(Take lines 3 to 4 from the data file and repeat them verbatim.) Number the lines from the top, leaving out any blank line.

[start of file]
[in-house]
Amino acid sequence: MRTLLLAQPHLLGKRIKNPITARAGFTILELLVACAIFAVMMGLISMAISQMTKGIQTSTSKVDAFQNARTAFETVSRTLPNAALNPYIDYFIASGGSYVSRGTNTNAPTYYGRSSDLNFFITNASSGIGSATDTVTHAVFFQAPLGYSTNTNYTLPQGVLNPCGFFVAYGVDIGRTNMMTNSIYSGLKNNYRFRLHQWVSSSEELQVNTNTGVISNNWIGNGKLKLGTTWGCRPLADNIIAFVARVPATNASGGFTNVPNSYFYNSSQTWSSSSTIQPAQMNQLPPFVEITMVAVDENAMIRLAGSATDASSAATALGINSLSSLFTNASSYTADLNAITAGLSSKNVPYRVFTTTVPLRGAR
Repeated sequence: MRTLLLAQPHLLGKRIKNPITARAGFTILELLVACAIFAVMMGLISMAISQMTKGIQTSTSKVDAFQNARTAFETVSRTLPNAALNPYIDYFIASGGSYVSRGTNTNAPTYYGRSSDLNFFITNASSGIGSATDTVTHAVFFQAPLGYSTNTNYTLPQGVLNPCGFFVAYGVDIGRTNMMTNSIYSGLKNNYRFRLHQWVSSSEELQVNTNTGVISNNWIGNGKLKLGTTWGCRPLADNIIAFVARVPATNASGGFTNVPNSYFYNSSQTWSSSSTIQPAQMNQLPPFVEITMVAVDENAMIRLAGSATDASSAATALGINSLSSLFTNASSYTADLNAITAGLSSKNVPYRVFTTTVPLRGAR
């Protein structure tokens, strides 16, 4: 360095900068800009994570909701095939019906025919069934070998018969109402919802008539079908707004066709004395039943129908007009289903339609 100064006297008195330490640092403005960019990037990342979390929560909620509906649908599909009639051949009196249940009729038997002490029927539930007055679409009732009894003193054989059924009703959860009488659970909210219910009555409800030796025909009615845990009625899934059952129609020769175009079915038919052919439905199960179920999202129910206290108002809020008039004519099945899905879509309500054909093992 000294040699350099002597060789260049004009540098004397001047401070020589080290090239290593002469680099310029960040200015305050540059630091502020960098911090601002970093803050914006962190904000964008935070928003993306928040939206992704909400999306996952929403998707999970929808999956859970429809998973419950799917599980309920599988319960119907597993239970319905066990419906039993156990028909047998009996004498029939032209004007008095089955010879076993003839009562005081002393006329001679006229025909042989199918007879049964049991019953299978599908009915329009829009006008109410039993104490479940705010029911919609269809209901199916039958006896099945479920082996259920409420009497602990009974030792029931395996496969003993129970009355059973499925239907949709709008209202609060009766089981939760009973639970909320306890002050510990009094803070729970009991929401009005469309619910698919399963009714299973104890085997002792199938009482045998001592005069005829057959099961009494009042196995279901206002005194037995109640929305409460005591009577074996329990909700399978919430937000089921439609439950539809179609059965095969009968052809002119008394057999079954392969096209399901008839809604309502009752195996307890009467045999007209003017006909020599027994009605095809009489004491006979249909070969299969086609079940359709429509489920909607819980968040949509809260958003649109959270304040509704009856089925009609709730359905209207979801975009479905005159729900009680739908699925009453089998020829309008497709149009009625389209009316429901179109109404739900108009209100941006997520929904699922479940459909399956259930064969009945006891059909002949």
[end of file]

Repeated sequence: MRTLLLAQPHLLGKRIKNPITARAGFTILELLVACAIFAVMMGLISMAISQMTKGIQTSTSKVDAFQNARTAFETVSRTLPNAALNPYIDYFIASGGSYVSRGTNTNAPTYYGRSSDLNFFITNASSGIGSATDTVTHAVFFQAPLGYSTNTNYTLPQGVLNPCGFFVAYGVDIGRTNMMTNSIYSGLKNNYRFRLHQWVSSSEELQVNTNTGVISNNWIGNGKLKLGTTWGCRPLADNIIAFVARVPATNASGGFTNVPNSYFYNSSQTWSSSSTIQPAQMNQLPPFVEITMVAVDENAMIRLAGSATDASSAATALGINSLSSLFTNASSYTADLNAITAGLSSKNVPYRVFTTTVPLRGAR
């Protein structure tokens, strides 16, 4: 360095900068800009994570909701095939019906025919069934070998018969109402919802008539079908707004066709004395039943129908007009289903339609 100064006297008195330490640092403005960019990037990342979390929560909620509906649908599909009639051949009196249940009729038997002490029927539930007055679409009732009894003193054989059924009703959860009488659970909210219910009555409800030796025909009615845990009625899934059952129609020769175009079915038919052919439905199960179920999202129910206290108002809020008039004519099945899905879509309500054909093992 000294040699350099002597060789260049004009540098004397001047401070020589080290090239290593002469680099310029960040200015305050540059630091502020960098911090601002970093803050914006962190904000964008935070928003993306928040939206992704909400999306996952929403998707999970929808999956859970429809998973419950799917599980309920599988319960119907597993239970319905066990419906039993156990028909047998009996004498029939032209004007008095089955010879076993003839009562005081002393006329001679006229025909042989199918007879049964049991019953299978599908009915329009829009006008109410039993104490479940705010029911919609269809209901199916039958006896099945479920082996259920409420009497602990009974030792029931395996496969003993129970009355059973499925239907949709709008209202609060009766089981939760009973639970909320306890002050510990009094803070729970009991929401009005469309619910698919399963009714299973104890085997002792199938009482045998001592005069005829057959099961009494009042196995279901206002005194037995109640929305409460005591009577074996329990909700399978919430937000089921439609439950539809179609059965095969009968052809002119008394057999079954392969096209399901008839809604309502009752195996307890009467045999007209003017006909020599027994009605095809009489004491006979249909070969299969086609079940359709429509489920909607819980968040949509809260958003649109959270304040509704009856089925009609709730359905209207979801975009479905005159729900009680739908699925009453089998020829309008497709149009009625389209009316429901179109109404739900108009209100941006997520929904699922479940459909399956259930064969009945006891059909002949």